§ The Earl of Aberdeen
said, that as the noble Viscount opposite offered no opposition to the production of these papers, 323 he did not rise to say anything upon that point, nor to enter into any inquiry as to the general course of foreign, policy pursued by his Majesty's Government in respect to Spain. At the same time, however, he must be allowed to advert to some particulars connected with affairs now going on in Spain, which he felt certain every noble Lord in that House, and every individual in the country, must regard with feelings of horror and disgust. He spoke of the manner in which the hostilities had been carried on in Spain, not only between the parties concerned in the contest, but also by third parties, aliens from the Government of the Queen Regent of Spain, and belonging, themselves, to a nation which specially claimed for itself a constitutional and liberal character. Yet these very men had committed atrocities equally horrible with those committed by either of the two contending parties themselves. Whether or not the conduct of the Queen Regent's Government had been characterised by that vigour and prudence which had been attributed to it in the King's Speech, he was not prepared to say. He should prefer waiting to see the evidence of that prudence and vigour. Of course his Majesty's Ministers must have been in possession of what they considered sufficient evidence on this point before they ventured upon Such a public expression of opinion; for he recollected very well, that upon former occasions noble Lords on the opposite side of the House had been very scrupulous about making observations of the kind upon the conduct of foreign Governments, particularly in a case not long ago, when one of the nearest, the best, and the most intimate of our allies was the one alluded to. The purpose for which he (Lord Aberdeen) principally rose, however, was to state, that if he abstained from entering upon a discussion as to the general foreign policy pursued by his Majesty's Government, it was not from any feeling of tacit approbation of that policy—very far from it. The case of Spain was one of disputed succession. He did not quarrel with noble Lords opposite for supporting the legality of the Queen's Government, Whatever might be his own opinion upon that point, he would be the last to say that, when once a treaty had been entered into to that effect, that treaty should not be adhered to fully and entirely. The noble Viscount, in his observations, had 324 only done justice to the conduct of the noble Duke (Wellington), and he appealed to the noble Viscount confidently whether Administration of a right hon. Gentleman in the other House, through the conduct of the noble Duke, who then held the seals of the Foreign Department, had not honourably and faithfully executed the provisions of the treaty in question? But, if the noble Viscount should infer from this statement that that noble Duke entertained a different opinion as to the policy of the country from that which he had just expressed, he would greatly deceive himself; for the noble Duke thought as he (Lord Aberdeen) did, that a treaty which had been sanctioned and ratified by the King was binding so long as it existed. To bring this fact before the House was the principal object he now had in view; but there was one other point to which he should advert before he sat down, as he could not abstain from expressing his regret that his Majesty's Ministers had not continued to execute the Quadruple Treaty, according to its provisions. He regretted that they had permitted the enlistment of British subjects into the Spanish service. He did not intend to enter into the many reasons which might be adduced upon this point, as there was one objection sufficiently obvious to every man. He repeated again his regret that his Majesty's Government had not thought proper to adhere strictly to the terms of the treaty, instead of suspending an Act for the purpose of permitting British subjects to enlist into a foreign service. He should now purposely abstain from proceeding with the subject, and if he might venture to make a recommendation to the House, it should be, not to carry the discussion any further on the present occasion.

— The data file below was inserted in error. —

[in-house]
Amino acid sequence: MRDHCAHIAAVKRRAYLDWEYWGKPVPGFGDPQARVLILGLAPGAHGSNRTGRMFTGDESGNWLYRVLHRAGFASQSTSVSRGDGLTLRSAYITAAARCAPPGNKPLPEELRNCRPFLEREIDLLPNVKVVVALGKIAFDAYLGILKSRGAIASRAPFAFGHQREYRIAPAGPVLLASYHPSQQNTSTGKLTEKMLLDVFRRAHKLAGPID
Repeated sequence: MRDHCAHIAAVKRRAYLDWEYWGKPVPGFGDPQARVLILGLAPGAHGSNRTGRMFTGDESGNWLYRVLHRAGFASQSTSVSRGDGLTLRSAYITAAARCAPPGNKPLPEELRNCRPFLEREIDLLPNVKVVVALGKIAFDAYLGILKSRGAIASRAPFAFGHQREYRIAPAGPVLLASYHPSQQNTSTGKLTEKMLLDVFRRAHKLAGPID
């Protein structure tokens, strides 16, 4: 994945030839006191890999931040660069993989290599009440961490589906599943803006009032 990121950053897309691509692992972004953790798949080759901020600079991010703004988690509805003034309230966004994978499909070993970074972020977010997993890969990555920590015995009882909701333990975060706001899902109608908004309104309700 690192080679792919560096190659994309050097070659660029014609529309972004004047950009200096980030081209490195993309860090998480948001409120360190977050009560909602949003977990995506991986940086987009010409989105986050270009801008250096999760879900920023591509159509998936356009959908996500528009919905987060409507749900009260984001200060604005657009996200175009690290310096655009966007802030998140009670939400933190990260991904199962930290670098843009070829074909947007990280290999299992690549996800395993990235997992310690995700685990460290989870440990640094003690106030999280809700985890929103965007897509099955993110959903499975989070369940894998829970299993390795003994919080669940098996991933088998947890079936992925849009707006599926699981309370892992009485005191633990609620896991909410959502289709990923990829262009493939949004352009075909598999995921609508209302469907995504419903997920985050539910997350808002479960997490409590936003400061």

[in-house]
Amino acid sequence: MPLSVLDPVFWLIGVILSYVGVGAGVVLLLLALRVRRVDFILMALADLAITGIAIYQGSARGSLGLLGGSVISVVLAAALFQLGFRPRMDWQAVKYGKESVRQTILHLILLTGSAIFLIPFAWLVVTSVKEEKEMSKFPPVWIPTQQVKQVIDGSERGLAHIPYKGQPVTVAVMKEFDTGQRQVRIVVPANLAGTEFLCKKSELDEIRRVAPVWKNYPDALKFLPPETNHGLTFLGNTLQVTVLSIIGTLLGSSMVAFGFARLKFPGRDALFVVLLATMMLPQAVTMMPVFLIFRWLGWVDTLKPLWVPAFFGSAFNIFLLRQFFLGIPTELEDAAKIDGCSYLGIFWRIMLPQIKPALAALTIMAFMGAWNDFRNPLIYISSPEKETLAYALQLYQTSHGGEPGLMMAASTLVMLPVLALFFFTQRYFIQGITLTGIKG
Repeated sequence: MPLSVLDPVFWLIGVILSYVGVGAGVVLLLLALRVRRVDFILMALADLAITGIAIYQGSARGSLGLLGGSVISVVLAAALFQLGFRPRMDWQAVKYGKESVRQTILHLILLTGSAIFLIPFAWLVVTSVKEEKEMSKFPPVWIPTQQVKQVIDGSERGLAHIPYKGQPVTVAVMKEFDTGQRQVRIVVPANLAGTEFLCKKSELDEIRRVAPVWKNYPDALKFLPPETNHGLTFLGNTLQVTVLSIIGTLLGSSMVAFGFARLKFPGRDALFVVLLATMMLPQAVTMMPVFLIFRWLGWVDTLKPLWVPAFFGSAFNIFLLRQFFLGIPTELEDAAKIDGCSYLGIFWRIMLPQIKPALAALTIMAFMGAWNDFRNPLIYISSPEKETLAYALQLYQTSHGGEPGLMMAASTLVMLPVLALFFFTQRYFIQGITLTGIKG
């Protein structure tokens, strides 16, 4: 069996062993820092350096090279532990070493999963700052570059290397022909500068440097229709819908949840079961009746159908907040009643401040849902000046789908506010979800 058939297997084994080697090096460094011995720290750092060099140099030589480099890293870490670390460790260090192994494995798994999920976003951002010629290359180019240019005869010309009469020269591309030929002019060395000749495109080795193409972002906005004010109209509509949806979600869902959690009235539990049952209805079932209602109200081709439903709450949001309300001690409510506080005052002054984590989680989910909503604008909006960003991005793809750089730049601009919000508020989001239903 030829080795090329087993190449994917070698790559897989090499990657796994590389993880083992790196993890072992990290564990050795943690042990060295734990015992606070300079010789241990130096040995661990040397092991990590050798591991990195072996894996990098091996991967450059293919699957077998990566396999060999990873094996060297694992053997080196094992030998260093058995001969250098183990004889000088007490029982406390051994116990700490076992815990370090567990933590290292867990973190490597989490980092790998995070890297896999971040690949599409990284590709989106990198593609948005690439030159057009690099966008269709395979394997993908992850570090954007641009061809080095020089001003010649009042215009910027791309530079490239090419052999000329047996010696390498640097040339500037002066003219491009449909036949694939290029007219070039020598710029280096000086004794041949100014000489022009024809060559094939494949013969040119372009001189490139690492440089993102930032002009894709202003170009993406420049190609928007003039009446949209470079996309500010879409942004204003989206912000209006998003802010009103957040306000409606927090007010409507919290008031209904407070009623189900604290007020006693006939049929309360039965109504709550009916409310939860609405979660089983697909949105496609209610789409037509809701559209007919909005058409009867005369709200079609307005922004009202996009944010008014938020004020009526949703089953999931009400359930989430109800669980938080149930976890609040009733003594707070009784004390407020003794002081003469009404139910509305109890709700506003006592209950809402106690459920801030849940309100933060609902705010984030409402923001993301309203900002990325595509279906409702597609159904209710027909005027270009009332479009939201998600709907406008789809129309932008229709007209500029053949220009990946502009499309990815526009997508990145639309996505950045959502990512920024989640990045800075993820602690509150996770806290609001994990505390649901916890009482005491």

§ Motion, agreed to.